Any Futurists Out There?

Given what I do for a living, you probably won’t be surprised to hear that I’m frequently asked questions along the lines of “Matt, where do you think the job market is heading?” or “Matt, do you think the whole notion of careers is going to change, in the years ahead?”

My frank answer?  I have no worldly idea whatsoever!  While I believe I have an excellent grasp of how the job market works NOW, and how people can capitalize on the current rules of the game, I spend very little time thinking about what might come to pass down the road — or about how the trends we’re seeing now are going to  impact the job scene down the road.  To be truthful, I’ve just never been much of a futurist or somebody who concentrates much on the long-term outlook of things.  I sort of subscribe to the “black swan” theory that whatever earnest predictions we make now are doomed to be laughably off-base, over time, based on all the things that COULD or WOULD impact the job market and the world in the months and years to come.

Heck, I sometimes don’t even pay all that much attention to what I’m doing next week.  For the last several years in a row, in fact, I’ve booked appointments on Thanksgiving, not realizing (until the clients in question enlightened me) that the day I’d proposed was actually a major holiday!  Thankfully, though, there’s an app for that.  So now my Outlook calendar dutifully chides me when I try to book appointments concurrently with a major national celebration.  But my point is that if you’re looking for somebody to gesticulate over a crystal ball and tell you what things will be like in the job market 5, or 10, or 15 years for now, I’m probably not your guy.  That’s just not how I’m wired.

This being said, however, I DID recently indulge in a fun exchange around the future of careers with a fellow blogger, Eric Zinn.  Eric authors the Bucket O’ Chum blog and had submitted some interesting and supportive comments regarding my “My Beef with How Can I Help You?” article last week.  From that exchange, we somehow got to talking about how the job market today is different than days past and about how the value of “experience” seems to be diminishing — given that business needs are now changing so rapidly, knowing the way things were done “10 years ago” is no longer a very marketable asset.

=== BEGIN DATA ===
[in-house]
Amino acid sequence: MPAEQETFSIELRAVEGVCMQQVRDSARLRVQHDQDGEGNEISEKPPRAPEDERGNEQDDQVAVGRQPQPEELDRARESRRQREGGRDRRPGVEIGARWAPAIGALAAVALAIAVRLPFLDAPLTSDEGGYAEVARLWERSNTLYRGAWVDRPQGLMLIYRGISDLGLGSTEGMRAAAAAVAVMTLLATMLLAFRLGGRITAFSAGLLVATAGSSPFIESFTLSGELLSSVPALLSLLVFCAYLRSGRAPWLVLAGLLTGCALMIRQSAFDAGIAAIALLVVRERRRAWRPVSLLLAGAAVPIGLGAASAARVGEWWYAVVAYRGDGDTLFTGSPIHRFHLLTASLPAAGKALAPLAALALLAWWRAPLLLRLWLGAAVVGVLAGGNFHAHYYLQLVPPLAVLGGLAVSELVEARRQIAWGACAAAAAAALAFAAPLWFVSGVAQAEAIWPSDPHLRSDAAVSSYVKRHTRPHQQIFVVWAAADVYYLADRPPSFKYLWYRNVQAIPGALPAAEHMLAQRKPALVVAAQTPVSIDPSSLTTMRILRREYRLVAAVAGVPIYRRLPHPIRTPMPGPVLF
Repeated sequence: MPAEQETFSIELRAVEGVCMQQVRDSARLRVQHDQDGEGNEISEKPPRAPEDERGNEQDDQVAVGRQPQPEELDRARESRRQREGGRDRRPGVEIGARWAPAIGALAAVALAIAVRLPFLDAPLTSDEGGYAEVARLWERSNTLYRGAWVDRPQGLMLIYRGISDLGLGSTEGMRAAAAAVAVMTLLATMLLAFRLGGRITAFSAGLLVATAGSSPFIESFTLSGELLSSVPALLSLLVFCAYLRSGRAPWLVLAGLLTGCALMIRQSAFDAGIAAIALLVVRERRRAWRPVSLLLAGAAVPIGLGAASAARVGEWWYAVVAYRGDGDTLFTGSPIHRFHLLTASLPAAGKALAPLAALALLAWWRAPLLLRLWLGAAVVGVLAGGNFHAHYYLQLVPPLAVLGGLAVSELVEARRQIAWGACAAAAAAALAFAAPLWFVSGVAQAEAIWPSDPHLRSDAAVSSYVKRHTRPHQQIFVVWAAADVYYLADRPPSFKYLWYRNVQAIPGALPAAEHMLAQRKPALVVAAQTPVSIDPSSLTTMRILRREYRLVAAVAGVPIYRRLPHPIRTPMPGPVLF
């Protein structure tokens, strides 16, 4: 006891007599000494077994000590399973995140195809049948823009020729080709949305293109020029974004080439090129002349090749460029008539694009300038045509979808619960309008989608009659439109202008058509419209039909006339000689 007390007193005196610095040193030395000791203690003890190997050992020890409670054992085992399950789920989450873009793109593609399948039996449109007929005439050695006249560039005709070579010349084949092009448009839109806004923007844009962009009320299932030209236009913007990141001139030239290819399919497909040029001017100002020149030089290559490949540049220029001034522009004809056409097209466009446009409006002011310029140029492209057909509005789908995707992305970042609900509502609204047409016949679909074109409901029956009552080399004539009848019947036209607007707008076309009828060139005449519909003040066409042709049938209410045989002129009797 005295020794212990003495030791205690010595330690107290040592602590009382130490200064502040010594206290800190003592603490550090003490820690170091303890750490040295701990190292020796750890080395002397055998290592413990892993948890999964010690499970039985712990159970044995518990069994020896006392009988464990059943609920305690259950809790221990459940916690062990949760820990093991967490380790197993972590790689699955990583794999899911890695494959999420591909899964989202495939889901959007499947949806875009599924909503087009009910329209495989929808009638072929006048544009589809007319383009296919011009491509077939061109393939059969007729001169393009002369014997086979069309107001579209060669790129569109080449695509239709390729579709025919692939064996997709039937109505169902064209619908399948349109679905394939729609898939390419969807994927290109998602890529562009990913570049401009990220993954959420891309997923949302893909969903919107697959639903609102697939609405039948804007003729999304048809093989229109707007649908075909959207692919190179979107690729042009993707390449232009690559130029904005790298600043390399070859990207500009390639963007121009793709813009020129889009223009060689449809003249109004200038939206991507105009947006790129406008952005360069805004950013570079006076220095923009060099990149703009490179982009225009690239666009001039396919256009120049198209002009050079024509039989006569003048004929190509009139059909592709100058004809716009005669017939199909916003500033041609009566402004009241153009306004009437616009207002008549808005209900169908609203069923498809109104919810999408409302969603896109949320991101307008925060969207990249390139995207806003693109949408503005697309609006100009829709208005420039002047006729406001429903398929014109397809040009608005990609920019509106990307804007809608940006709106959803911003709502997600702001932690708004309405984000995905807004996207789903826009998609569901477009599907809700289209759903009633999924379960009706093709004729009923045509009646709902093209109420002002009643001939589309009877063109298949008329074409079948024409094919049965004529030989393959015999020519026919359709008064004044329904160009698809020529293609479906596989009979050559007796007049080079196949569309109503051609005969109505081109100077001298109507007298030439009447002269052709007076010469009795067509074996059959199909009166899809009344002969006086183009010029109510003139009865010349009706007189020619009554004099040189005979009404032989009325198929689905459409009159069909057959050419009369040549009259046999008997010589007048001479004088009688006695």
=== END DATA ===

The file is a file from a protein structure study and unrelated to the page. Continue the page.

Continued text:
Eric than went on to make some predictions about where he thought these trends were heading, and with his permission, I’ve decided to publish his remarks, thinking some of you might find his observations fascinating and/or thought-provoking:

Matt: You’ve hit it spot on. The 10+ year tenured job is a thing of the past, as is the value of “experience” as a generic commodity in the marketplace.

If someone is still thinking that things out there now are working the same way as they did in the 60’s or 70’s, they have real problems.  It’s not about how things were done in the 90’s or 00’s – or even about how they were done YESTERDAY!  It’s about how they were done an hour ago.

Companies are slow to learn a lesson…but once they learn it, they learn it in spades. What are they learning?  How to respond to drastic change while bolstering their bottom line.  To do that, they need a dynamic workforce that is skilled in getting things done.  They can’t be distracted by things like IT or HR.   Tomorrow’s corporations will be lean, nimble machines who drink their IT from the cloud and have a permanent workforce numbering in the tens instead of the thousands. You will not recognize tomorrow’s corporations.

I predict that in the next 20 years the following will happen: